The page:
Co-authored by Kevin M. Foley.
In Advisory Opinion 2011-09A, the U.S. Department of Labor (DOL) indicated that a personal indemnification of a broker by the holder of an individual retirement account (IRA), for losses in excess of the value of the assets in a futures trading account established for the IRA, raises prohibited transaction issues under section 4975 of the Internal Revenue Code of 1986 (the Code). Further, the DOL said that Prohibited Transaction Class Exemption 80-26 (PTE 80-26) does not provide an exemption for such a prohibited transaction. Previously, the DOL has advised practitioners informally of this position, but the Advisory Opinion formalizes it.
Under both the Employee Retirement Income Security Act of 1974 (ERISA) and Code section 4975, an extension of credit between a plan and a party in interest or a disqualified person is a prohibited transaction. (A "disqualified person" is the section 4975 parallel to a "party in interest" under ERISA, and an IRA holder who self-directs the IRA’s investments is a disqualified person with respect to the IRA.) 80-26 is a DOL Class Exemption applicable to ERISA and section 4975, which permits loans and extensions of credit between a plan and a party in interest or disqualified person for payment of a plan’s "ordinary operating expenses" or purposes "incidental to the ordinary operation of the plan."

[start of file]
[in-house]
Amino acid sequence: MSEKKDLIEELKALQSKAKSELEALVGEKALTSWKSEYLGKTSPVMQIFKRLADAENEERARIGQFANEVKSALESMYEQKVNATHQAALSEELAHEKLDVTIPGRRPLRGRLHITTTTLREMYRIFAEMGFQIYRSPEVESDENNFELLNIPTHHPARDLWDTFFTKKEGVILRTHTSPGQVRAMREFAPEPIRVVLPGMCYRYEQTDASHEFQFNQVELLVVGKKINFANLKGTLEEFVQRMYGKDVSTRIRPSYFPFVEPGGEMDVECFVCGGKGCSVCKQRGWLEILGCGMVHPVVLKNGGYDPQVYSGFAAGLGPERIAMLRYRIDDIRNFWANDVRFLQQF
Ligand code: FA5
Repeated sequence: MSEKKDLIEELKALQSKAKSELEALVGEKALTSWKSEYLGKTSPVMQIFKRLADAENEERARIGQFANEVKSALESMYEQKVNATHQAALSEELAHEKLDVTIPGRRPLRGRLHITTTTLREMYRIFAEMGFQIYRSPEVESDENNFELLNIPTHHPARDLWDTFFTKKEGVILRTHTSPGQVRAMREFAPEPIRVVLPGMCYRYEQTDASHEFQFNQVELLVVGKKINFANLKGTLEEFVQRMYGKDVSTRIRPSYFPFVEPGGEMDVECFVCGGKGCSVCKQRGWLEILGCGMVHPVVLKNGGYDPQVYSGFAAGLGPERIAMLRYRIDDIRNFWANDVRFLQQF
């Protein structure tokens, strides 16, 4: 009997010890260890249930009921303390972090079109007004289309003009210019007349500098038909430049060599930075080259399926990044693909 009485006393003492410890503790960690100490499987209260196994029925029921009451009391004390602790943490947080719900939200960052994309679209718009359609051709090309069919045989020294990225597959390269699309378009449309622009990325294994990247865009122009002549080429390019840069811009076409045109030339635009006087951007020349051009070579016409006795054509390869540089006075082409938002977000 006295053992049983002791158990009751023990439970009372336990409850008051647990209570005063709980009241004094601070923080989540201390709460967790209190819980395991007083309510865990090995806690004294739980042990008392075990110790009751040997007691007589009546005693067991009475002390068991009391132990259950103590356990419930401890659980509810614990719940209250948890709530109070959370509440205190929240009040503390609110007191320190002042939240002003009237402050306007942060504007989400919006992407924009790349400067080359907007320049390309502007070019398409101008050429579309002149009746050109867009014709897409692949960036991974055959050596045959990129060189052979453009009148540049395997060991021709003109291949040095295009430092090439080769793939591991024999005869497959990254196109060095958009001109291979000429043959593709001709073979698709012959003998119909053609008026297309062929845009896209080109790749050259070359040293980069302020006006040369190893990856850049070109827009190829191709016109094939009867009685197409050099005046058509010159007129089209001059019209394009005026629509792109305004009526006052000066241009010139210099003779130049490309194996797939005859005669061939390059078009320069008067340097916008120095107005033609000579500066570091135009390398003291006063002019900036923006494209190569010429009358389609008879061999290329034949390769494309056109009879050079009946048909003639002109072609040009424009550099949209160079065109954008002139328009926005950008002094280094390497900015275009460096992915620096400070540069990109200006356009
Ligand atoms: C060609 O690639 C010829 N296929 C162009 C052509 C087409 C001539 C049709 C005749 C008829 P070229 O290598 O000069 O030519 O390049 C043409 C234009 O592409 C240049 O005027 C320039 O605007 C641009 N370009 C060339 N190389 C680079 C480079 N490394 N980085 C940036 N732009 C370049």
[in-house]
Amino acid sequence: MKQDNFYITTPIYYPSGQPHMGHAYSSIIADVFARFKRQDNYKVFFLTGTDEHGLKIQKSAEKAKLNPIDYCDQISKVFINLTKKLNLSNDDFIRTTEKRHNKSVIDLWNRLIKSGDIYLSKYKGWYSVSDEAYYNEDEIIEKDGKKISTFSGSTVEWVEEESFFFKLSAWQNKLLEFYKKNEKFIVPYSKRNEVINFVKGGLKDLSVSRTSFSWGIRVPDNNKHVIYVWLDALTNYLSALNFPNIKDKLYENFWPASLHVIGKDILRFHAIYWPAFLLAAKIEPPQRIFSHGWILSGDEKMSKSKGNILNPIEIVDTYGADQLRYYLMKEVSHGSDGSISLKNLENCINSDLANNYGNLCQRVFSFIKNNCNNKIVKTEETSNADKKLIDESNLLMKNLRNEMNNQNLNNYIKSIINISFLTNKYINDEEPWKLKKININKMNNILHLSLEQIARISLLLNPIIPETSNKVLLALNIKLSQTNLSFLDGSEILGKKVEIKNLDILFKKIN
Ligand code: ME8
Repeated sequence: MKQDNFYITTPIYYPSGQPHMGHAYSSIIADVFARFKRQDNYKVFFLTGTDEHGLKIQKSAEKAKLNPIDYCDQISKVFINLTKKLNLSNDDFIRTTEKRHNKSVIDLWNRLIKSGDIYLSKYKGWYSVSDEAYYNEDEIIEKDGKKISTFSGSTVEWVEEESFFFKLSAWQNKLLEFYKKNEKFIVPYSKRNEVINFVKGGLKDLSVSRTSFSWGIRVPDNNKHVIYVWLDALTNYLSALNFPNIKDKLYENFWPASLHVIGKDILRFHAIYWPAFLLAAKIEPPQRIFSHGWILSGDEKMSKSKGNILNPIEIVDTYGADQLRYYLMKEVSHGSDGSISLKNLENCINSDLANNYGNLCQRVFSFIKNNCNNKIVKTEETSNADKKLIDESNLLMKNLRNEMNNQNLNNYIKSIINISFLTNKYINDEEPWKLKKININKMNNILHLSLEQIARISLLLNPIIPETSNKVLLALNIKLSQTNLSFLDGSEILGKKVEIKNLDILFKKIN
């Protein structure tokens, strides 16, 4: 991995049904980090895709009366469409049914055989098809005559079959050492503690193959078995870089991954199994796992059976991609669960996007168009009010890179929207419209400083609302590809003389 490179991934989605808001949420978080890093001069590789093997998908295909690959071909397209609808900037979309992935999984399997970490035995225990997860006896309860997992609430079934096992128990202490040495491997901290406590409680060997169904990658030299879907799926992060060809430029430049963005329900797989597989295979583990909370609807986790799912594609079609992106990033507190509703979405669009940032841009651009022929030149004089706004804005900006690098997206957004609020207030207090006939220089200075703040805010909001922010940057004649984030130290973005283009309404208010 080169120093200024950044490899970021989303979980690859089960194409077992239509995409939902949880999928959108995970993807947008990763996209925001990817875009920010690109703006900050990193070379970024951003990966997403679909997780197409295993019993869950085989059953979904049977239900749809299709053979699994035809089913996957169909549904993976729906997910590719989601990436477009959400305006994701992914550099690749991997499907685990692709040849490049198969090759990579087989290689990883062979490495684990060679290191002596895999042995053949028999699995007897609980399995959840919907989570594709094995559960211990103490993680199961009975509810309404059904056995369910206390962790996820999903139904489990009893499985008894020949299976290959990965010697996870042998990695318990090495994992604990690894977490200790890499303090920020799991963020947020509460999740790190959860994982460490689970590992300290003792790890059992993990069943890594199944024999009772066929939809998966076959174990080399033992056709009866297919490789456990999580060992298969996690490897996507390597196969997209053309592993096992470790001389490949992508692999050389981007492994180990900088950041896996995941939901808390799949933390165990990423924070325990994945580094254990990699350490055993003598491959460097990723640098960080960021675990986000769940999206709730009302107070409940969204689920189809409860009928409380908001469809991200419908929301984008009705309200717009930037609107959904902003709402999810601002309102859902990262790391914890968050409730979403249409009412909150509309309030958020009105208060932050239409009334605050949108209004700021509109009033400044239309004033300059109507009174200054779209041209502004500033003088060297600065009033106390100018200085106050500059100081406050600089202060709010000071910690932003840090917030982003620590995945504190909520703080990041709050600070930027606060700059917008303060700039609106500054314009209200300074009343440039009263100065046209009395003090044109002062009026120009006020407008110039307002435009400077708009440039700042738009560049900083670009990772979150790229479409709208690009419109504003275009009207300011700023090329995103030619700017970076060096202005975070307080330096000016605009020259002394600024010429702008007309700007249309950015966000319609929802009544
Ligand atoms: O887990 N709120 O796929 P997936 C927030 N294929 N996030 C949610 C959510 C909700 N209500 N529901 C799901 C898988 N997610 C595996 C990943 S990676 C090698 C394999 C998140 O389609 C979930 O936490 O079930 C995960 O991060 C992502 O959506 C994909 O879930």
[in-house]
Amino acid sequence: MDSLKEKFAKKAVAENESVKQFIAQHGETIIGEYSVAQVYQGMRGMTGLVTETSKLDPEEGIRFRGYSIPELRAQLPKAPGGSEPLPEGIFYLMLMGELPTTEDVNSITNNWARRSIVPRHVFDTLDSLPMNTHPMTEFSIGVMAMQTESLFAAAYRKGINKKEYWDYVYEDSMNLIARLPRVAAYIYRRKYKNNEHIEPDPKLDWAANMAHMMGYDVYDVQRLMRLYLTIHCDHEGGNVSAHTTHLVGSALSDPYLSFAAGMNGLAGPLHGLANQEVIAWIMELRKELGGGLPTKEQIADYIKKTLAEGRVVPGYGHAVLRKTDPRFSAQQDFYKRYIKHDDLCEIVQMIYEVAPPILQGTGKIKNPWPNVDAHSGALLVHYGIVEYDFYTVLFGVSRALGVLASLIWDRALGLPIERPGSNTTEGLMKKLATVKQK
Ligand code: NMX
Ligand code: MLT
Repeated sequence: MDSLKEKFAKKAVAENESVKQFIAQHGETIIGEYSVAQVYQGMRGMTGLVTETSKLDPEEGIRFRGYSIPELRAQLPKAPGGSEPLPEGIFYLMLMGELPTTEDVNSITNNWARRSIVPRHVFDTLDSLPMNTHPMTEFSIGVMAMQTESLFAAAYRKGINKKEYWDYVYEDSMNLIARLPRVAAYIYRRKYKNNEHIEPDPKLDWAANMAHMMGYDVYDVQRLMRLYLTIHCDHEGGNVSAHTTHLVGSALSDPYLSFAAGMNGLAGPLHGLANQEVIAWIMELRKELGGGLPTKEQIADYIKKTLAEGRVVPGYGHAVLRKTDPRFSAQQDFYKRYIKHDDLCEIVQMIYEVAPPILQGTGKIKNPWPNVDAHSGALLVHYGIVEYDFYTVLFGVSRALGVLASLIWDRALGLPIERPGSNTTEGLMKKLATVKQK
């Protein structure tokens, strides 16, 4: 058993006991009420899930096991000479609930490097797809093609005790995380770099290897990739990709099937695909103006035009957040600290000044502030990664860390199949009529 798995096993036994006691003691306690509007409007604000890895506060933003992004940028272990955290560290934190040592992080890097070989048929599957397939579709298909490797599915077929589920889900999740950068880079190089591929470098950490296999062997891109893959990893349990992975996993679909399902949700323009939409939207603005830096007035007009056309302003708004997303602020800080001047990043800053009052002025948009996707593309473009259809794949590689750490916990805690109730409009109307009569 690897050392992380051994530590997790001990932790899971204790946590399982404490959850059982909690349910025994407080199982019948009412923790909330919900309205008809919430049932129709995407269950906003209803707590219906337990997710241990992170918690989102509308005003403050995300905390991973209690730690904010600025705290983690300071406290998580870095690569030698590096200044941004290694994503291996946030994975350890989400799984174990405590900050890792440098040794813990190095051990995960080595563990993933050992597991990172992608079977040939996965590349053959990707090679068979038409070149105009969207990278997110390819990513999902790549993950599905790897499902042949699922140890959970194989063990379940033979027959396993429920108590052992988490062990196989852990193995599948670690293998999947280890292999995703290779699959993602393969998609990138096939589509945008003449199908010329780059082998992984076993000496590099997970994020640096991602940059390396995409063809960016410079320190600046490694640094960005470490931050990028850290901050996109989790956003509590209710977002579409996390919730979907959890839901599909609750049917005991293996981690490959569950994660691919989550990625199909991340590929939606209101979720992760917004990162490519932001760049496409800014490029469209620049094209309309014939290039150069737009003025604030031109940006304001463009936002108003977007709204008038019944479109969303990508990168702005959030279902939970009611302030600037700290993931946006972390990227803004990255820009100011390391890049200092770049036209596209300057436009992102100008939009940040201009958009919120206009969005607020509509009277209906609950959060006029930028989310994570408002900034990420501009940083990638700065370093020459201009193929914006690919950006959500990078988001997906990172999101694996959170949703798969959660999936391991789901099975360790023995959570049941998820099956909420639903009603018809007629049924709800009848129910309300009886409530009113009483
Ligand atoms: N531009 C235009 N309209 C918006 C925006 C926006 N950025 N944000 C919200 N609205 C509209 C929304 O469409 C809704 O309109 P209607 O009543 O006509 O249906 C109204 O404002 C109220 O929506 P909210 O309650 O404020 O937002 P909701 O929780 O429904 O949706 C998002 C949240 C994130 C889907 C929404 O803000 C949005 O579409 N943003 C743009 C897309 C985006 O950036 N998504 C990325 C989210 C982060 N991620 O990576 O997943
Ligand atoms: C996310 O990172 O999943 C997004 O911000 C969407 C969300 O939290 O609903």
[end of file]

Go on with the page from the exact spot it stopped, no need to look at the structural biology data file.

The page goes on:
Earlier, in Advisory Opinion 2009-03A, the DOL advised that a security interest to a broker in an IRA holder’s non-IRA assets held by the broker, to cover losses in excess of the IRA’s assets, would constitute a prohibited transaction. Advisory Opinion 2011-09A provides further advice affecting a broker’s attempts to protect against trading losses that exceed the value of the account’s assets.
In Advisory Opinion 2011-09A the DOL stated that the IRA holder’s indemnification of the broker for trading losses in excess of the IRA’s assets constituted a prohibited extension of credit between the IRA holder and the IRA. The DOL stated that PTE 80-26 would not cover the indemnification because (i) it was not used to pay expenses of "an ordinary activity attributable to a plan" and (ii) it was not "incidental" to the operation of a plan, as would be the case with an extension of credit to cover, for example, a bank overdraft or liquidity problem.
While the DOL advice addresses a futures account established for an IRA, the same principles would apply to similar arrangements, such as an options trading account, and to plans subject to ERISA if, for example, the plan sponsor was asked to provide indemnification for the plan’s trading losses.